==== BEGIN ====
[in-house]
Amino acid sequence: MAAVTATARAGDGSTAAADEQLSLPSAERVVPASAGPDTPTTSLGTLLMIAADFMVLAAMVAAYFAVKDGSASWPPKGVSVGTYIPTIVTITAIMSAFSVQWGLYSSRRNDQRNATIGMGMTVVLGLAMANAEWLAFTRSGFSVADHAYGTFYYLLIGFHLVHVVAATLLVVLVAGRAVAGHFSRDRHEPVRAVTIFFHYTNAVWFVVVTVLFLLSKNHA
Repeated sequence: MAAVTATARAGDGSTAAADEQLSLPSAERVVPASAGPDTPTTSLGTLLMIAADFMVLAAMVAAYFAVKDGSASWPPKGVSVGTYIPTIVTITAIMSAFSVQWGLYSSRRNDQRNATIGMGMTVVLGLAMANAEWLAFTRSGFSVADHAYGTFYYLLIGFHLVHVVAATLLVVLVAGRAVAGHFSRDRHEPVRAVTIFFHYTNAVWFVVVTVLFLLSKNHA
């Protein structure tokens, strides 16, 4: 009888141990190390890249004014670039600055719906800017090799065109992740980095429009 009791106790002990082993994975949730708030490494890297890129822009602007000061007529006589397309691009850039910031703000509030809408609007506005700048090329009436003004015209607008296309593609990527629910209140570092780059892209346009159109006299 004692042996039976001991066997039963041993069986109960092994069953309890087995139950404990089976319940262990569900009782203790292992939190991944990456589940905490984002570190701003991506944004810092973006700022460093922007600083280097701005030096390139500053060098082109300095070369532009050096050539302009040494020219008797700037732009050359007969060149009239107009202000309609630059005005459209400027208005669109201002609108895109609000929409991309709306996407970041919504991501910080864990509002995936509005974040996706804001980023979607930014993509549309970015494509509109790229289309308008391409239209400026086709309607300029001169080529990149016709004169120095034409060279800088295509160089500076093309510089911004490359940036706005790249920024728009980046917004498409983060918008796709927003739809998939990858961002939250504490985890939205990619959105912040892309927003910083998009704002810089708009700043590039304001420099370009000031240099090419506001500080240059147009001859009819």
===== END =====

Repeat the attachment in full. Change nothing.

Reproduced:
[in-house]
Amino acid sequence: MAAVTATARAGDGSTAAADEQLSLPSAERVVPASAGPDTPTTSLGTLLMIAADFMVLAAMVAAYFAVKDGSASWPPKGVSVGTYIPTIVTITAIMSAFSVQWGLYSSRRNDQRNATIGMGMTVVLGLAMANAEWLAFTRSGFSVADHAYGTFYYLLIGFHLVHVVAATLLVVLVAGRAVAGHFSRDRHEPVRAVTIFFHYTNAVWFVVVTVLFLLSKNHA
Repeated sequence: MAAVTATARAGDGSTAAADEQLSLPSAERVVPASAGPDTPTTSLGTLLMIAADFMVLAAMVAAYFAVKDGSASWPPKGVSVGTYIPTIVTITAIMSAFSVQWGLYSSRRNDQRNATIGMGMTVVLGLAMANAEWLAFTRSGFSVADHAYGTFYYLLIGFHLVHVVAATLLVVLVAGRAVAGHFSRDRHEPVRAVTIFFHYTNAVWFVVVTVLFLLSKNHA
């Protein structure tokens, strides 16, 4: 009888141990190390890249004014670039600055719906800017090799065109992740980095429009 009791106790002990082993994975949730708030490494890297890129822009602007000061007529006589397309691009850039910031703000509030809408609007506005700048090329009436003004015209607008296309593609990527629910209140570092780059892209346009159109006299 004692042996039976001991066997039963041993069986109960092994069953309890087995139950404990089976319940262990569900009782203790292992939190991944990456589940905490984002570190701003991506944004810092973006700022460093922007600083280097701005030096390139500053060098082109300095070369532009050096050539302009040494020219008797700037732009050359007969060149009239107009202000309609630059005005459209400027208005669109201002609108895109609000929409991309709306996407970041919504991501910080864990509002995936509005974040996706804001980023979607930014993509549309970015494509509109790229289309308008391409239209400026086709309607300029001169080529990149016709004169120095034409060279800088295509160089500076093309510089911004490359940036706005790249920024728009980046917004498409983060918008796709927003739809998939990858961002939250504490985890939205990619959105912040892309927003910083998009704002810089708009700043590039304001420099370009000031240099090419506001500080240059147009001859009819």